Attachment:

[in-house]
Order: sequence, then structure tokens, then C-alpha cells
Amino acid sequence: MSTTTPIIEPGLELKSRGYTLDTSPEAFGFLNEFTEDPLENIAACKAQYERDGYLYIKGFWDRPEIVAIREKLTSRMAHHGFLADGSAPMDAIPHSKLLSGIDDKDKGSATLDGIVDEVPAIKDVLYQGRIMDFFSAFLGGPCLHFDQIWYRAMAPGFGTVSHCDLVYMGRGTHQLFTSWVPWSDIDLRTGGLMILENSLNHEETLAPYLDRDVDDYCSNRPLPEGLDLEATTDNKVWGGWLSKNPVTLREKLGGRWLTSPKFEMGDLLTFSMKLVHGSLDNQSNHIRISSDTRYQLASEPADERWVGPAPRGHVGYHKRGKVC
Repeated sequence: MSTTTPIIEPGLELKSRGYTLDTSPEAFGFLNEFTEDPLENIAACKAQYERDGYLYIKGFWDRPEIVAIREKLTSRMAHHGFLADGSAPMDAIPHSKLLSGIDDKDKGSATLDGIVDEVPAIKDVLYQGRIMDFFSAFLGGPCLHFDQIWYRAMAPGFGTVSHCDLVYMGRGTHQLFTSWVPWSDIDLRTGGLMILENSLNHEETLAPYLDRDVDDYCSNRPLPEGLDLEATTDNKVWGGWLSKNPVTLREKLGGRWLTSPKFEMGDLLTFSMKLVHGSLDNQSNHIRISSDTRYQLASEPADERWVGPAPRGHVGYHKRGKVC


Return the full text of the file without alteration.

[in-house]
Order: sequence, then structure tokens, then C-alpha cells
Amino acid sequence: MSTTTPIIEPGLELKSRGYTLDTSPEAFGFLNEFTEDPLENIAACKAQYERDGYLYIKGFWDRPEIVAIREKLTSRMAHHGFLADGSAPMDAIPHSKLLSGIDDKDKGSATLDGIVDEVPAIKDVLYQGRIMDFFSAFLGGPCLHFDQIWYRAMAPGFGTVSHCDLVYMGRGTHQLFTSWVPWSDIDLRTGGLMILENSLNHEETLAPYLDRDVDDYCSNRPLPEGLDLEATTDNKVWGGWLSKNPVTLREKLGGRWLTSPKFEMGDLLTFSMKLVHGSLDNQSNHIRISSDTRYQLASEPADERWVGPAPRGHVGYHKRGKVC
Repeated sequence: MSTTTPIIEPGLELKSRGYTLDTSPEAFGFLNEFTEDPLENIAACKAQYERDGYLYIKGFWDRPEIVAIREKLTSRMAHHGFLADGSAPMDAIPHSKLLSGIDDKDKGSATLDGIVDEVPAIKDVLYQGRIMDFFSAFLGGPCLHFDQIWYRAMAPGFGTVSHCDLVYMGRGTHQLFTSWVPWSDIDLRTGGLMILENSLNHEETLAPYLDRDVDDYCSNRPLPEGLDLEATTDNKVWGGWLSKNPVTLREKLGGRWLTSPKFEMGDLLTFSMKLVHGSLDNQSNHIRISSDTRYQLASEPADERWVGPAPRGHVGYHKRGKVC